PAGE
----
Too often, observers of globalization take for granted that the common ground across cultures is a thin layer of consumerism and perhaps human rights.
If so, then anything deeper and more traditional would be placebound, and probably destined for the dustbin of history.
But must this be so? Must we assume--as both liberals and traditionalists now tend to do--that one cannot be a cosmopolitan and take traditions seriously at the same time?
This book offers a radically different argument about how traditions and global citizenship can meet, and suggests some important lessons for the contours of globalization in our own time. Adam K. Webb argues that if we look back before modernity, we find a very different line of thinking about what it means to take the whole world as one's horizon.
Digging into some fascinating currents of thought and practice in the ancient world, the Middle Ages, and the early modern period, across all major civilizations, Webb is able to reveal patterns of "deep cosmopolitanism", with its logic quite unlike that of liberal globalization today.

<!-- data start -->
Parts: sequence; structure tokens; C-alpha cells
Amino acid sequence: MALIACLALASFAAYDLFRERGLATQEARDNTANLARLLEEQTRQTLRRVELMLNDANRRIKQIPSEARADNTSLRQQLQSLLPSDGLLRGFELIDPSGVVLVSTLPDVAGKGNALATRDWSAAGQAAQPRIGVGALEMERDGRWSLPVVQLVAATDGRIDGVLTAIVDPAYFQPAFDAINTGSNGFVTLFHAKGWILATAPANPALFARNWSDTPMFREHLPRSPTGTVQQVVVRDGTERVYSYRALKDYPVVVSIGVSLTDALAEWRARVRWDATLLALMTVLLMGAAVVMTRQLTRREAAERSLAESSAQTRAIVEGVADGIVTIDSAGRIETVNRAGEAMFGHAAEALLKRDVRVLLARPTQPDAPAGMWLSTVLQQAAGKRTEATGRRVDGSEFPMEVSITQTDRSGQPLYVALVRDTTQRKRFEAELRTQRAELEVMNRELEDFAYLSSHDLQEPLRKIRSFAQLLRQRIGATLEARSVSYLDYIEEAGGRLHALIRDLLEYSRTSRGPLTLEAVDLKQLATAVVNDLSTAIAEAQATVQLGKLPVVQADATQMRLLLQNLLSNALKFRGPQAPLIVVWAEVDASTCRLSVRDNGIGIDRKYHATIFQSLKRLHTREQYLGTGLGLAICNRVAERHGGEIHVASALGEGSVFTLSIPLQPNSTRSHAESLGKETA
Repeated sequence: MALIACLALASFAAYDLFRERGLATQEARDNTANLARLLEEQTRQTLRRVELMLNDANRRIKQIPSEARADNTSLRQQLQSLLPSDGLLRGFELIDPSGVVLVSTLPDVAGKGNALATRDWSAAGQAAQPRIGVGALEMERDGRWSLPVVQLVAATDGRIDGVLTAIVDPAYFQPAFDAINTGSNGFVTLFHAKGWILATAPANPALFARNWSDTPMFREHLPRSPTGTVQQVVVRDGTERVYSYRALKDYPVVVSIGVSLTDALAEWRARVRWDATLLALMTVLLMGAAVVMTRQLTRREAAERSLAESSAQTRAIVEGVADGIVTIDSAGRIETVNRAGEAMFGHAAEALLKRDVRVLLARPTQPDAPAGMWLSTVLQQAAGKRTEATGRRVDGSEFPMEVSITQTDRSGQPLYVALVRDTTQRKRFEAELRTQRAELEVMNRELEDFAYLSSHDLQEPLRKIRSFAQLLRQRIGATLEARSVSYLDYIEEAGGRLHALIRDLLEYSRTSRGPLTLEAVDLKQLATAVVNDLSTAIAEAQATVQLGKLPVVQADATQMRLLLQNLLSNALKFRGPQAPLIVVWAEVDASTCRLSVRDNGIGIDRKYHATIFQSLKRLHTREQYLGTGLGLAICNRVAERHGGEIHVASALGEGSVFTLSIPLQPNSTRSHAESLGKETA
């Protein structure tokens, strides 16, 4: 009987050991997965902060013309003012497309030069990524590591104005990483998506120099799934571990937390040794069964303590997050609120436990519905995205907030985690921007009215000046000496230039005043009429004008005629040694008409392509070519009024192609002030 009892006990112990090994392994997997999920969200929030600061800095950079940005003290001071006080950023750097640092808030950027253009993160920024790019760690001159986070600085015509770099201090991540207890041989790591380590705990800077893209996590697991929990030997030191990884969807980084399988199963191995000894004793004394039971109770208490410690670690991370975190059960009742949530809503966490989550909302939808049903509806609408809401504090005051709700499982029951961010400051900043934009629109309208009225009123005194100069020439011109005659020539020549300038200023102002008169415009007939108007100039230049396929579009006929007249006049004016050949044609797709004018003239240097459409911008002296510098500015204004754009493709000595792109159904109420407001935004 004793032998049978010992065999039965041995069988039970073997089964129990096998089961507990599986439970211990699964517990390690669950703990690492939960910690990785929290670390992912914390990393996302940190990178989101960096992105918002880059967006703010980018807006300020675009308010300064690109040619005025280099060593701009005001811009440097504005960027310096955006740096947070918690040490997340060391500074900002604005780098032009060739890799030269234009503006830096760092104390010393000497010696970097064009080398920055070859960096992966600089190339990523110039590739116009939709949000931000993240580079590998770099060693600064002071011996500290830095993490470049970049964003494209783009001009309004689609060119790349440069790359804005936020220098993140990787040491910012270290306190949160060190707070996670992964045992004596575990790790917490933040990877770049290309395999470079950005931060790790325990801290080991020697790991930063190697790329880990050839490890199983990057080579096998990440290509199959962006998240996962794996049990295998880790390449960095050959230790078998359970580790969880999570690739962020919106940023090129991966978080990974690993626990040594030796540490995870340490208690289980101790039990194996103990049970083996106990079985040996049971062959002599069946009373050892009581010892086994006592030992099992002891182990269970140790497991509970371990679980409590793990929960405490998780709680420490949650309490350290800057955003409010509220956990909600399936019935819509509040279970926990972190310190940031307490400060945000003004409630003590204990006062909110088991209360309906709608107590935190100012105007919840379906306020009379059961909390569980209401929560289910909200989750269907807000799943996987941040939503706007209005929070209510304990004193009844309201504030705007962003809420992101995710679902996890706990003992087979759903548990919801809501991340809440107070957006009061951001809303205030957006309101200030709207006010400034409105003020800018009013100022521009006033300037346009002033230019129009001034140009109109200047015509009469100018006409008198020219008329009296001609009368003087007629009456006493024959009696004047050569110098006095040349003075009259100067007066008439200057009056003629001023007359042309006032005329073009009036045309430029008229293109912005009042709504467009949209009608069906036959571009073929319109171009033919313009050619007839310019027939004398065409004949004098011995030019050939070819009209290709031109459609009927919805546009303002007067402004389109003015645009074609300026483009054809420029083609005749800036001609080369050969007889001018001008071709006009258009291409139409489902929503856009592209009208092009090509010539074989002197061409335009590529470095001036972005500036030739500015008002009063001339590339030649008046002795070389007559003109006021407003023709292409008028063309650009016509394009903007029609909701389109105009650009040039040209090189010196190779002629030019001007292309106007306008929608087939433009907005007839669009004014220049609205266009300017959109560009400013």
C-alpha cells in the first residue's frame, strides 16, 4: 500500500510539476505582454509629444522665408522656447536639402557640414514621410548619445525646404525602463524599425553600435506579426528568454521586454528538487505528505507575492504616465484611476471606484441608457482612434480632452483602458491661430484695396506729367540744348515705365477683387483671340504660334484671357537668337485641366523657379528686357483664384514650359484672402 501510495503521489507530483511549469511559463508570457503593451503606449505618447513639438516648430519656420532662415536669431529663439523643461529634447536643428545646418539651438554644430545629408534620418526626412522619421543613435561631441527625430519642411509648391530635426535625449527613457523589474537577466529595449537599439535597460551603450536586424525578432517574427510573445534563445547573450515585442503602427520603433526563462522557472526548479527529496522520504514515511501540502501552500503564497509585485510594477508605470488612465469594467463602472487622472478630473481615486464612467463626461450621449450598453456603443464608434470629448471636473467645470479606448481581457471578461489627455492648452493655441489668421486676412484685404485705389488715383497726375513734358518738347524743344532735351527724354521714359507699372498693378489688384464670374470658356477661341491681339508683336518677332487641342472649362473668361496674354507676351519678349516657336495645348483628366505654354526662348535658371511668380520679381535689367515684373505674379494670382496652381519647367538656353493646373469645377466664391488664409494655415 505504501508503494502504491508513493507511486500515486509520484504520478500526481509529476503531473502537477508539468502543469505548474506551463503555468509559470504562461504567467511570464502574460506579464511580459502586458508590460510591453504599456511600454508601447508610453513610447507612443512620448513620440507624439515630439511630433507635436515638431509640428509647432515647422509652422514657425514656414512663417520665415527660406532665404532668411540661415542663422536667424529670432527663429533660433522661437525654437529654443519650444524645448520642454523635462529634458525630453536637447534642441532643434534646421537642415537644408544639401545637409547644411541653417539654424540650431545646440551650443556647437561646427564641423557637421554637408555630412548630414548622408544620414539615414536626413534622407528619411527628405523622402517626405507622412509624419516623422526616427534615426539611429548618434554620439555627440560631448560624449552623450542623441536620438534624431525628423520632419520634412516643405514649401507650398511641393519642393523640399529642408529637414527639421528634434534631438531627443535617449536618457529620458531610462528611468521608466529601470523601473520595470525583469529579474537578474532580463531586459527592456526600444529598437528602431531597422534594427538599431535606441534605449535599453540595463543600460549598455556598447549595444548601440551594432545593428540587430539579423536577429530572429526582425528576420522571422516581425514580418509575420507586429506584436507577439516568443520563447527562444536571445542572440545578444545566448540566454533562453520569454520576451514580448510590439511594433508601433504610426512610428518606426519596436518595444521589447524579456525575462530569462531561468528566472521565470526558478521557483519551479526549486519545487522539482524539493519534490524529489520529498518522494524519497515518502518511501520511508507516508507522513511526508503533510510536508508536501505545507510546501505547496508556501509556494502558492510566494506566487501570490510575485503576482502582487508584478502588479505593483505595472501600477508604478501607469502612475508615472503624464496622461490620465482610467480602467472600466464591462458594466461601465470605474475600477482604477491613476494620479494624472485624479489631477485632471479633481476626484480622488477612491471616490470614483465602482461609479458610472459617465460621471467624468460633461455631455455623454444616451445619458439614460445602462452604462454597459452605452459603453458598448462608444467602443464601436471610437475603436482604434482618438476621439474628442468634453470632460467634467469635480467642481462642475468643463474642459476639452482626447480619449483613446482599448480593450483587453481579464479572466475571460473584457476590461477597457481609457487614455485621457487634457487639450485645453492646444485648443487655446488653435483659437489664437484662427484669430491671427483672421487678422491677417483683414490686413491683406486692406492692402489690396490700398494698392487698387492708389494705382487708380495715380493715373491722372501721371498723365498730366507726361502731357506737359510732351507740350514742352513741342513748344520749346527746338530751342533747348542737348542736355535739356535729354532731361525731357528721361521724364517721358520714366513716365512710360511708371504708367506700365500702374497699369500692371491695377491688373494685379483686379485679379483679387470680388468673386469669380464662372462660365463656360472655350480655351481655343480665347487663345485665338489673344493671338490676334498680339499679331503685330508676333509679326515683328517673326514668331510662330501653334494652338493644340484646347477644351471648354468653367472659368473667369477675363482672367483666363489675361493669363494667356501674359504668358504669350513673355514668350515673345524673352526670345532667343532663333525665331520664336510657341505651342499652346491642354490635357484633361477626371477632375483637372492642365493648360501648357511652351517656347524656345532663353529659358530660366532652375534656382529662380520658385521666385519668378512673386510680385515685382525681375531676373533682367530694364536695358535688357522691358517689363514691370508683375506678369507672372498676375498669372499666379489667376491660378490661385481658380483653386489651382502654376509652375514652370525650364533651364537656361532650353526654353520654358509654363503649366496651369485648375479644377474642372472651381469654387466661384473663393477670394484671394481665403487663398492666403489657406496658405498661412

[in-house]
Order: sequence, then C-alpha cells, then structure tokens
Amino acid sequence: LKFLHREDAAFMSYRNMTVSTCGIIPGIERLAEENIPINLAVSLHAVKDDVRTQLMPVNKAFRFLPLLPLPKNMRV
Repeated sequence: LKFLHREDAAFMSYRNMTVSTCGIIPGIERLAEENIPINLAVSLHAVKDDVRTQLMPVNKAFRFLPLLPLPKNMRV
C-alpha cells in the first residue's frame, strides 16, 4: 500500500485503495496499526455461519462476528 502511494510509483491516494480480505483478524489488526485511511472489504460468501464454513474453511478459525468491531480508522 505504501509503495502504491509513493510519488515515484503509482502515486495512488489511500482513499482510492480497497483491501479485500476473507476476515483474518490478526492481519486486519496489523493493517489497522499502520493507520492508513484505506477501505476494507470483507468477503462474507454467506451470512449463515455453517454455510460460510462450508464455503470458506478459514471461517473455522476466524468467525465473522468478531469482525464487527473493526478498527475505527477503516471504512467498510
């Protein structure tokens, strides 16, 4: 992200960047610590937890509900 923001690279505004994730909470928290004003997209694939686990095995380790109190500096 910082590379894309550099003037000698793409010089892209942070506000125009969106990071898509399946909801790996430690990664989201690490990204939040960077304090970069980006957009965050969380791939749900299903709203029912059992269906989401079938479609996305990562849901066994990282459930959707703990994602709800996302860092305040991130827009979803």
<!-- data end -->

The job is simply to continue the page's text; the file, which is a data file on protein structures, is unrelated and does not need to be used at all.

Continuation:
In their more cosmopolitan moments, everyone from clerics to pilgrims to empire-builders was inclined to look for deep ethical parallels-points of contact-among civilizations and traditions.
Once modernity swept aside the old civilizations, however, that promise was largely forgotten.
We now have an impoverished view of what it means to embrace a tradition and even what kinds of conversations across traditions are possible.
In part two, Webb draws out the lessons of deep cosmopolitanism for our own time.
If revived, it has something to say about everything from the rise of new non-Western powers like China and India and what they offer the world, to religious tolerance, to global civil society, to cross-border migration.
Deep Cosmopolis traces an alternative strand of cosmopolitan thinking that cuts across centuries and civilizations.
It advances a new perspective on world history, and a distinctive vision of globalization for this century which has the real potential to resonate with us all.